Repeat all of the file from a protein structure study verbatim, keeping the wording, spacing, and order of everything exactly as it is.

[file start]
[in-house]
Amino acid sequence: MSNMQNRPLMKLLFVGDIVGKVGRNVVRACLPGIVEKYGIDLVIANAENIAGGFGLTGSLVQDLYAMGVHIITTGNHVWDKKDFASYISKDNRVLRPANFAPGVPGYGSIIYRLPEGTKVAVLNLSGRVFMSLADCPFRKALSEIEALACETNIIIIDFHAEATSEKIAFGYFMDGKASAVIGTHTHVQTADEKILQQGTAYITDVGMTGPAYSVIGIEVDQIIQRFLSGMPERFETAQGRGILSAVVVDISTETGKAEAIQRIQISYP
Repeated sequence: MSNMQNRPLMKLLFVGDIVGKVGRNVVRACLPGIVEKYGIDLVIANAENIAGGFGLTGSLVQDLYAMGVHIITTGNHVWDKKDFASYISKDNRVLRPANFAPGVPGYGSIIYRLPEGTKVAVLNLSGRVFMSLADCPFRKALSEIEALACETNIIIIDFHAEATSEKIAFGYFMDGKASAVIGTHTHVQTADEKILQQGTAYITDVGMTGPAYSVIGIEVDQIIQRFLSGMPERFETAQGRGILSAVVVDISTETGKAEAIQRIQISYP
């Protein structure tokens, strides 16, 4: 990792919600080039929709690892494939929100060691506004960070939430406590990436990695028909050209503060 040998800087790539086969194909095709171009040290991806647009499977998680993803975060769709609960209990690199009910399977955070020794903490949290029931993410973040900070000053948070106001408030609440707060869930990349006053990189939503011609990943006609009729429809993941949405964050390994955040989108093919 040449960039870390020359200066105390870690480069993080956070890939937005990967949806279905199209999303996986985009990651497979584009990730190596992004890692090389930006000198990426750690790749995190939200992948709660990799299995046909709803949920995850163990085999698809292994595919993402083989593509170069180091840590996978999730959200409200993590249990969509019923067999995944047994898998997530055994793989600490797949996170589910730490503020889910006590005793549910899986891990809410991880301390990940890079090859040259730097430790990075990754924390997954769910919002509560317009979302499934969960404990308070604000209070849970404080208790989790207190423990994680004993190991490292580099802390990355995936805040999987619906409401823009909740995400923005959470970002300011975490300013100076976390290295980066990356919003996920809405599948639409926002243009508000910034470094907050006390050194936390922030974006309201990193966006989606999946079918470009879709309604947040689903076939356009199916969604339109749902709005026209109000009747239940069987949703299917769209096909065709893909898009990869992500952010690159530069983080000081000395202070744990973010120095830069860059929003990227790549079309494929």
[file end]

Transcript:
[in-house]
Amino acid sequence: MSNMQNRPLMKLLFVGDIVGKVGRNVVRACLPGIVEKYGIDLVIANAENIAGGFGLTGSLVQDLYAMGVHIITTGNHVWDKKDFASYISKDNRVLRPANFAPGVPGYGSIIYRLPEGTKVAVLNLSGRVFMSLADCPFRKALSEIEALACETNIIIIDFHAEATSEKIAFGYFMDGKASAVIGTHTHVQTADEKILQQGTAYITDVGMTGPAYSVIGIEVDQIIQRFLSGMPERFETAQGRGILSAVVVDISTETGKAEAIQRIQISYP
Repeated sequence: MSNMQNRPLMKLLFVGDIVGKVGRNVVRACLPGIVEKYGIDLVIANAENIAGGFGLTGSLVQDLYAMGVHIITTGNHVWDKKDFASYISKDNRVLRPANFAPGVPGYGSIIYRLPEGTKVAVLNLSGRVFMSLADCPFRKALSEIEALACETNIIIIDFHAEATSEKIAFGYFMDGKASAVIGTHTHVQTADEKILQQGTAYITDVGMTGPAYSVIGIEVDQIIQRFLSGMPERFETAQGRGILSAVVVDISTETGKAEAIQRIQISYP
């Protein structure tokens, strides 16, 4: 990792919600080039929709690892494939929100060691506004960070939430406590990436990695028909050209503060 040998800087790539086969194909095709171009040290991806647009499977998680993803975060769709609960209990690199009910399977955070020794903490949290029931993410973040900070000053948070106001408030609440707060869930990349006053990189939503011609990943006609009729429809993941949405964050390994955040989108093919 040449960039870390020359200066105390870690480069993080956070890939937005990967949806279905199209999303996986985009990651497979584009990730190596992004890692090389930006000198990426750690790749995190939200992948709660990799299995046909709803949920995850163990085999698809292994595919993402083989593509170069180091840590996978999730959200409200993590249990969509019923067999995944047994898998997530055994793989600490797949996170589910730490503020889910006590005793549910899986891990809410991880301390990940890079090859040259730097430790990075990754924390997954769910919002509560317009979302499934969960404990308070604000209070849970404080208790989790207190423990994680004993190991490292580099802390990355995936805040999987619906409401823009909740995400923005959470970002300011975490300013100076976390290295980066990356919003996920809405599948639409926002243009508000910034470094907050006390050194936390922030974006309201990193966006989606999946079918470009879709309604947040689903076939356009199916969604339109749902709005026209109000009747239940069987949703299917769209096909065709893909898009990869992500952010690159530069983080000081000395202070744990973010120095830069860059929003990227790549079309494929």